It’s a chic initiative, to take design terms and apply them outside of the classroom. And students at MassArt took up the challenge, altering, embellishing, and designing pieces for Wearable Art 2012.
The stylish exhibit, now on display at Copley Place, features 36 garments, each crafted by fashion design students from the Massachusetts College of Art and Design undergraduate and fashion certificate programs. Dotted throughout the center court of the Copley mall are five platforms that showcase ensembles constructed with materials ranging from the traditionally luxurious (silk, chiffon, and lace) to quirky (tree bark and paper clips).
“We have the unconventional and incredibly interesting non-textiles, but we also have elegant eveningwear and bridal wear, beautiful tailored pieces and very fashionable ready-to-wear, too,” explained Jayne Avery, associate professor of fashion at MassArt and curator of the event. “It covers all the areas that the MassArt fashion design students study.”
Back at the mall, foot traffic slows and halts when shoppers come upon the exhibit. As a pair of women hovered at the non-textiles platform, scrutinizing Faith Garland’s gown made from Aquafina water bottles, one wondered aloud: “Can you imagine the time that went into this?”
“People were stopping even as we were putting pieces on the platforms,” said Avery. “They were marveling over them.”
It takes about three weeks, Avery estimates, for a piece to go from conceptualization to completion. While students busily worked to meet design deadlines throughout the school year, Avery was carefully surveying their creations, searching for perfect craftsmanship and ingenuity.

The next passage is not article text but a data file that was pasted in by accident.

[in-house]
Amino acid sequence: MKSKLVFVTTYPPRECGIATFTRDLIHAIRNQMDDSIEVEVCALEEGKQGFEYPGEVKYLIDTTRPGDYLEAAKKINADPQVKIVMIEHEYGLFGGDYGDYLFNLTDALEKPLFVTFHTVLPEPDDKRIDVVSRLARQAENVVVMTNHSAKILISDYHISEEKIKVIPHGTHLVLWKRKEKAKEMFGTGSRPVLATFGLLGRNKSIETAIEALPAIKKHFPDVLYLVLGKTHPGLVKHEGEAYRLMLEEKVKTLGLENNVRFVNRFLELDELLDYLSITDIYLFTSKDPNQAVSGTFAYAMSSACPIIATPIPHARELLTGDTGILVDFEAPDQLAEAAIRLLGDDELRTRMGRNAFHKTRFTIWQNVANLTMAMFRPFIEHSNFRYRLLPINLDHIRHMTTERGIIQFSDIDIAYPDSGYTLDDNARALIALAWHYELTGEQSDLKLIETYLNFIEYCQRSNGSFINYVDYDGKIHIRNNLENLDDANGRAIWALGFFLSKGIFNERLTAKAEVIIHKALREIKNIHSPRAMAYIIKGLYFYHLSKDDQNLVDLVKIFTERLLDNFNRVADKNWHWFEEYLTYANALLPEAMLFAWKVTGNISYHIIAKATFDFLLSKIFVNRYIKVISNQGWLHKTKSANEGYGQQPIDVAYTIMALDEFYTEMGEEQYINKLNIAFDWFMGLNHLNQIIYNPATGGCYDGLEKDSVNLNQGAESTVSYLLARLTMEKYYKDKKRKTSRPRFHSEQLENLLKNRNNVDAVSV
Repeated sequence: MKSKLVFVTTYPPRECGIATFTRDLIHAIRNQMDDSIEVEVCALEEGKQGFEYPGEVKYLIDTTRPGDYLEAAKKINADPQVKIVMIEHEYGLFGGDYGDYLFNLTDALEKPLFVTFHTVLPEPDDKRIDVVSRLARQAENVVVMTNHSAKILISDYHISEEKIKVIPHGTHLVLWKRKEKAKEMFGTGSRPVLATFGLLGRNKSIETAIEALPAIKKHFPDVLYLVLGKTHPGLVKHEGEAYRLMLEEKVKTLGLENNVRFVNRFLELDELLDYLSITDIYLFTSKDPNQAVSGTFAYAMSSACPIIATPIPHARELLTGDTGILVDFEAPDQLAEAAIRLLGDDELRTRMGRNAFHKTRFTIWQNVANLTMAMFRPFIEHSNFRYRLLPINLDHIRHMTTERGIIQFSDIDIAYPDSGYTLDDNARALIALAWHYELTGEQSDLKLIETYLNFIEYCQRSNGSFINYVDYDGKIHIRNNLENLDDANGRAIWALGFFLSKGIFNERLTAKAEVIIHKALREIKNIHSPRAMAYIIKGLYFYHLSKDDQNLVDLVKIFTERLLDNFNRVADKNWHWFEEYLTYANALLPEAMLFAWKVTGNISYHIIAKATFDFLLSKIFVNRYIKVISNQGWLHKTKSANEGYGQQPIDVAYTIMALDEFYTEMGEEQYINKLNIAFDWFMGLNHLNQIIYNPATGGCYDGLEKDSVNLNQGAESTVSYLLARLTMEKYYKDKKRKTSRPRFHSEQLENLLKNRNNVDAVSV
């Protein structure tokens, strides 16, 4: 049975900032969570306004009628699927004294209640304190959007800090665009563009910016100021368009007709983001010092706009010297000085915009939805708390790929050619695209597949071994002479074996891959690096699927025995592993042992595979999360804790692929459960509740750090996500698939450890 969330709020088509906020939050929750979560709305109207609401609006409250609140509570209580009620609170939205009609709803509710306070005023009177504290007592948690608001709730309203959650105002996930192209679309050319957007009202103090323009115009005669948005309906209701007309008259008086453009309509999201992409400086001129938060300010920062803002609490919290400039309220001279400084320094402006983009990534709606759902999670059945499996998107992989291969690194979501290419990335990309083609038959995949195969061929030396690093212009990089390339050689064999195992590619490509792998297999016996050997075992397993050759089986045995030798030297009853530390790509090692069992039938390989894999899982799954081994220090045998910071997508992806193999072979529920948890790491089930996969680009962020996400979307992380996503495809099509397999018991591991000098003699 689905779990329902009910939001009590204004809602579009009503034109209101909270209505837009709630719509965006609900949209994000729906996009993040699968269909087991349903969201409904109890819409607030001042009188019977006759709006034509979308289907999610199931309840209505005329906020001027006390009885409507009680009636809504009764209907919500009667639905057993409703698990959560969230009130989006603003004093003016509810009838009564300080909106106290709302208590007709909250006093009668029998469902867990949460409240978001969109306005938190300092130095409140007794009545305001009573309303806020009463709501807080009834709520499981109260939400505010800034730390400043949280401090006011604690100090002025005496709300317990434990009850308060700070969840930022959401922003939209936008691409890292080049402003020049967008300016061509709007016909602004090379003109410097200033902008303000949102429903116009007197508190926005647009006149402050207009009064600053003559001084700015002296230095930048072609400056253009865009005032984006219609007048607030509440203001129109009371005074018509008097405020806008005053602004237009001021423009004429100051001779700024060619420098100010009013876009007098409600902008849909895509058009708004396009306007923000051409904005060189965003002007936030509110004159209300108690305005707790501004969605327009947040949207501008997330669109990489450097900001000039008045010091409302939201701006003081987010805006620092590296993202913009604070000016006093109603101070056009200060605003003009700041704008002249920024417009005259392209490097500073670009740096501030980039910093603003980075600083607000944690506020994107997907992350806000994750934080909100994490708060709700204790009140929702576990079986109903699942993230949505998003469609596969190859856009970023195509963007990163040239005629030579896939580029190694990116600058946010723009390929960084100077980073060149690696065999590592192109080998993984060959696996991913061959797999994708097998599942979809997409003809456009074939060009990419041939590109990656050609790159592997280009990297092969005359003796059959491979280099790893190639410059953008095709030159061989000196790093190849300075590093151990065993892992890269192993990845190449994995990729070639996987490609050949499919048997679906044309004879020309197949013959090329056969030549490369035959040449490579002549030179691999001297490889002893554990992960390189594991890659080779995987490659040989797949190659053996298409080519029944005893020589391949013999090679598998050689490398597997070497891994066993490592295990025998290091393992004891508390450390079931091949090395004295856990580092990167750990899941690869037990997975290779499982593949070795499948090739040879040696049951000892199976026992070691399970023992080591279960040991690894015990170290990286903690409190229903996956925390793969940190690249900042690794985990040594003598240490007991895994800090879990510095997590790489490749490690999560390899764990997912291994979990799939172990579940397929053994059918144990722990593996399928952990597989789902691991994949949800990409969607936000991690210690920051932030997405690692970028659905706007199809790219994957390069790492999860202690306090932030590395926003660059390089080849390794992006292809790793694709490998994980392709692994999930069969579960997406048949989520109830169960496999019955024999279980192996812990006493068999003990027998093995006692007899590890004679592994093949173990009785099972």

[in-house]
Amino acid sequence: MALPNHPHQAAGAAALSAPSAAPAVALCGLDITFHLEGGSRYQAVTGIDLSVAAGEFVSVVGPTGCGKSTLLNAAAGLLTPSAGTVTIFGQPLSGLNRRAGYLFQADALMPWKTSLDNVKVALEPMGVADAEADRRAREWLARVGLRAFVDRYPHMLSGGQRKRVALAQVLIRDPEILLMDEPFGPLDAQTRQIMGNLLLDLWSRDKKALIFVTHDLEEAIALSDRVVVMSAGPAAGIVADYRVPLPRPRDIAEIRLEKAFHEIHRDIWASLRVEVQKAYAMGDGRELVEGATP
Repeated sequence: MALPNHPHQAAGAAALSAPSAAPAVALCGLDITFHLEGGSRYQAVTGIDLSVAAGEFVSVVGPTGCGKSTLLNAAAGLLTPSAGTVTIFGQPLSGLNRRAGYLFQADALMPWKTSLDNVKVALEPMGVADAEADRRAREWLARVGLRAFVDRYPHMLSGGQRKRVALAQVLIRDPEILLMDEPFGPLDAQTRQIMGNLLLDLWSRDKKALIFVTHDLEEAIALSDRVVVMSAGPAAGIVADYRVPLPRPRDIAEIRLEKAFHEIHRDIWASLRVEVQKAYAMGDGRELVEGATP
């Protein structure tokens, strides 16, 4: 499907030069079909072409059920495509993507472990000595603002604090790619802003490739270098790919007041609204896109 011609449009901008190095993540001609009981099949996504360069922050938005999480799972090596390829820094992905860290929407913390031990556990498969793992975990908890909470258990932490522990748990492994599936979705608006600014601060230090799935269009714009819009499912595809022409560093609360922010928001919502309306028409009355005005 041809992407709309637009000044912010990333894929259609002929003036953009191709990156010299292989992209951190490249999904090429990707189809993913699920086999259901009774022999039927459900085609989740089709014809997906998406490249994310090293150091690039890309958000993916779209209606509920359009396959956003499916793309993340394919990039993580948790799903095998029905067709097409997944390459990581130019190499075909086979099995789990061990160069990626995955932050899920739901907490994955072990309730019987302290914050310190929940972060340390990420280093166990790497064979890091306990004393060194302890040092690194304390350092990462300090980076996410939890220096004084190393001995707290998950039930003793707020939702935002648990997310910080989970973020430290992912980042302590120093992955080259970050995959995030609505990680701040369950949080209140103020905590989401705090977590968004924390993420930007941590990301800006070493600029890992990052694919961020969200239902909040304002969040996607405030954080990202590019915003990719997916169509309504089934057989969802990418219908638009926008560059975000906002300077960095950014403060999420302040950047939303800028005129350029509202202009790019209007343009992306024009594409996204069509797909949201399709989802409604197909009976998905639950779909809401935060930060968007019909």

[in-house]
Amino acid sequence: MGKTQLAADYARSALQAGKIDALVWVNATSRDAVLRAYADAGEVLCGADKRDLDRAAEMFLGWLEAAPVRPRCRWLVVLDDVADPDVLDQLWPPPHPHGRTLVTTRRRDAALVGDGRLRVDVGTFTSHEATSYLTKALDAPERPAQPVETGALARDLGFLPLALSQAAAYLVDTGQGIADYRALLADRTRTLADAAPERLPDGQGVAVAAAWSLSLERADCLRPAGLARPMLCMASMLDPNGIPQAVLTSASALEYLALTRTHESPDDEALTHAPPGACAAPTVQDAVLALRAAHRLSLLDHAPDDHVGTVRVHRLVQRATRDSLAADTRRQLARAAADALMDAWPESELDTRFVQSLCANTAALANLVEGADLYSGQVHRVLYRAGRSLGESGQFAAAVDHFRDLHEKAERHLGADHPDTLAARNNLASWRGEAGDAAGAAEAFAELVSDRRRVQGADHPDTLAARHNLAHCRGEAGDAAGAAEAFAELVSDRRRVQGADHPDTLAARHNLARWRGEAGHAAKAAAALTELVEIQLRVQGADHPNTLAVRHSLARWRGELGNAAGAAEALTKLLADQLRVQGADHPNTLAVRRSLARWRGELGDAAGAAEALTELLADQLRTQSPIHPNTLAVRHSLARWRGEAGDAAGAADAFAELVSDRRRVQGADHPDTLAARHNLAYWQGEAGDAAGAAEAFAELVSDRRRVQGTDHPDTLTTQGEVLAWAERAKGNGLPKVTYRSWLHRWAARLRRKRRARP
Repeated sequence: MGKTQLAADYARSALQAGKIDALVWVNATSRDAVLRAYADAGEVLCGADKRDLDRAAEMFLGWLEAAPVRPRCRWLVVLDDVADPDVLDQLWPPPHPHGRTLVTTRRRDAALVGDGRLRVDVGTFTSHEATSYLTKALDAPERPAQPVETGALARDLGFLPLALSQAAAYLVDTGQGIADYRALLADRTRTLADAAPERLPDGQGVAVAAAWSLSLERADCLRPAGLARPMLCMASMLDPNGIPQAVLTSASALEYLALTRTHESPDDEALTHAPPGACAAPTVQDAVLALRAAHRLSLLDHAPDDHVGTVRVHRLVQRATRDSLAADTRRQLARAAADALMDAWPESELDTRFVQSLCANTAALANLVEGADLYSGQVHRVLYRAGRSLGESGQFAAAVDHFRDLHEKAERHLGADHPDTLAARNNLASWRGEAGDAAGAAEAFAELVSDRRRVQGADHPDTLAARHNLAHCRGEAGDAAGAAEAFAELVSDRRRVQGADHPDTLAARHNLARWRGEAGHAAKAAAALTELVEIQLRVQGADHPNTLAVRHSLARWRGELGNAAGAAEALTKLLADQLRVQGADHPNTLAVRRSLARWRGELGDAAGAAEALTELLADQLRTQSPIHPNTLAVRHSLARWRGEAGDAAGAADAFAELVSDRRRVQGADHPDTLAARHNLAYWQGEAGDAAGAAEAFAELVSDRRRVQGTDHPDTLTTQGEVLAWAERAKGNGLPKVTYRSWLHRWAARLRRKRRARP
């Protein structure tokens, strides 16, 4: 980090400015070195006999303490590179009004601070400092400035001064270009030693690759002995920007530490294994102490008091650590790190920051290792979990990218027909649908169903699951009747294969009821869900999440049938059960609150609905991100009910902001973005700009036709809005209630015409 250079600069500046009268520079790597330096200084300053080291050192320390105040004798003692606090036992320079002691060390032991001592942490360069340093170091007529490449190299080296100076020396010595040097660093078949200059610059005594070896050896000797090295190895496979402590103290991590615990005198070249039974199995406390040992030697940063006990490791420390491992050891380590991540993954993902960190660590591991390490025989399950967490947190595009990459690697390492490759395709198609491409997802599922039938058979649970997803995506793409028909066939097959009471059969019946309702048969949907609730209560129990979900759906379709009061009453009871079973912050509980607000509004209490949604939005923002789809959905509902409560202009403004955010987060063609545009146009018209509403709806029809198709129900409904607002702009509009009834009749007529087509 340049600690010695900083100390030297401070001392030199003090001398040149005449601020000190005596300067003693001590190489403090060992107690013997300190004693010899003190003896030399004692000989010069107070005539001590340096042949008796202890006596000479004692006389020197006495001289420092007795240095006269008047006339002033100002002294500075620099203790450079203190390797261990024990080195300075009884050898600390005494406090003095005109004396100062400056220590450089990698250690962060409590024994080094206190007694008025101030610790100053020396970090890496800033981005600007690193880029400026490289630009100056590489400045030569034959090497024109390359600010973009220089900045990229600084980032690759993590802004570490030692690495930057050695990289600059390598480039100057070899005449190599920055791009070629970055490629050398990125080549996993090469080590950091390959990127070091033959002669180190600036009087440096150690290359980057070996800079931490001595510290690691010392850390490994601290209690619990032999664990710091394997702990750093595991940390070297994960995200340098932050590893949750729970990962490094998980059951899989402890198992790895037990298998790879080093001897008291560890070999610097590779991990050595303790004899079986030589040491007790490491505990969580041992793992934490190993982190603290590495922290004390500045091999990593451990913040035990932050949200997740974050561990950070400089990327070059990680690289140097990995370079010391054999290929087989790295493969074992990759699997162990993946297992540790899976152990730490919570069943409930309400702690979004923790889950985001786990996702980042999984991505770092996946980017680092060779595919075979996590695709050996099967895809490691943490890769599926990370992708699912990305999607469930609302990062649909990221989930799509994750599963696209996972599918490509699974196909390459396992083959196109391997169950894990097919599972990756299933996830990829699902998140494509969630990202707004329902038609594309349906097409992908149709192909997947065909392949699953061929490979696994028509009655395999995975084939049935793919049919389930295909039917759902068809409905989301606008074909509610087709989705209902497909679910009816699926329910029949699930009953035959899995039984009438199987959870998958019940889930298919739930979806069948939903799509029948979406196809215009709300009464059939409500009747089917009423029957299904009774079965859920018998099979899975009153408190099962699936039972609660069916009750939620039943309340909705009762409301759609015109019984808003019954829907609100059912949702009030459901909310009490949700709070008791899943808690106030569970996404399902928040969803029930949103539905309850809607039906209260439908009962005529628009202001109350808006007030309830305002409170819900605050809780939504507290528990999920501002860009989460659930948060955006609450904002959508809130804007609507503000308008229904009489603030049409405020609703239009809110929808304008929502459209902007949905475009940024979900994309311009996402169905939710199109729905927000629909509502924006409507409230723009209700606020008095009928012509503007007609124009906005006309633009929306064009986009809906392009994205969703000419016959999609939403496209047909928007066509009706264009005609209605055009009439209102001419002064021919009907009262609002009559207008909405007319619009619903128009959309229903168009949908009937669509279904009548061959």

“Each individual piece has to be amazing,” she says. “The quality and the scope of the pieces is equal to a professional exhibit, yet all this work was done by students. Some of the pieces look like they’re pulled right off the rack from Neiman Marcus. The construction has to be impeccable, because [the exhibit offers] an up-close-and-personal view of things.”
Though the display is representative of most every field of study at MassArt, it’s the non-textile platform that really stuns.
“Some of the non-textile pieces are actually elegant, beautiful pieces but made from ordinary products that you would normally discard,” said Avery.
For Jessica Tenczar, that meant tearing sheets of bark from dead birch trees to piece together a surprisingly graceful gown.
“It definitely was not easy,” said Tenczar, a junior at MassArt who hails from Lowell. “People were saying I was crazy because the material is so hard to work with. There were times when I took chunks out of my hand with a glue gun and I was like, ‘OK, is this going to happen?’ But it all came together from there.”
Tenczar spent two weeks in December harvesting frozen bark before beginning the 50-hour creative process that resulted in the much-buzzed-about garment.
“I’ve always loved white birch trees, and I knew it was going be my first big project so I wanted it to be more symbolic than just a tree dress,” explained Tenczar. “I wanted it to appear as if [the dress] was rooted into the ground and ever-growing, so that the wearer looks like she’s growing and changing, a reflection of what I want my career to be.”
For other student designers, inspiration came from a variety of places, from nature to cartoons. Amy Plante and Nyima Smith, who collaborated to create a featured menswear garment, were influenced by “the glistening effect of water rolling over black stones.”
Sarah Maloof, a senior majoring in fashion design, created “The DeVil,” a costume that channels Disney’s fashionable villain.
“I took something from a childhood show that’s kind of fun and scary and made it into a dress,” she said. “[When you see] the finished result, you’re happy to connect your inspiration with the actual piece that came out of it.”
Students who have garments on display have high hopes for what the exposure might yield.
“It’s nice to have hard work recognized,” says Tenczar. “To be featured and hope that people will recognize that dress and then recognize your name is very exciting.”
Maloof shared a similar sentiment.
“It’s an honor to be in the exhibit in Copley, in a more populated venue right in the middle of Boston,” she said. “It’s definitely a great place to get into and be shown, and for the students to get their names out there — I’m hoping to be recognized as a designer.”
Avery maintains that though fashion is integral to the exhibit, there’s an especially artistic flair.Continued...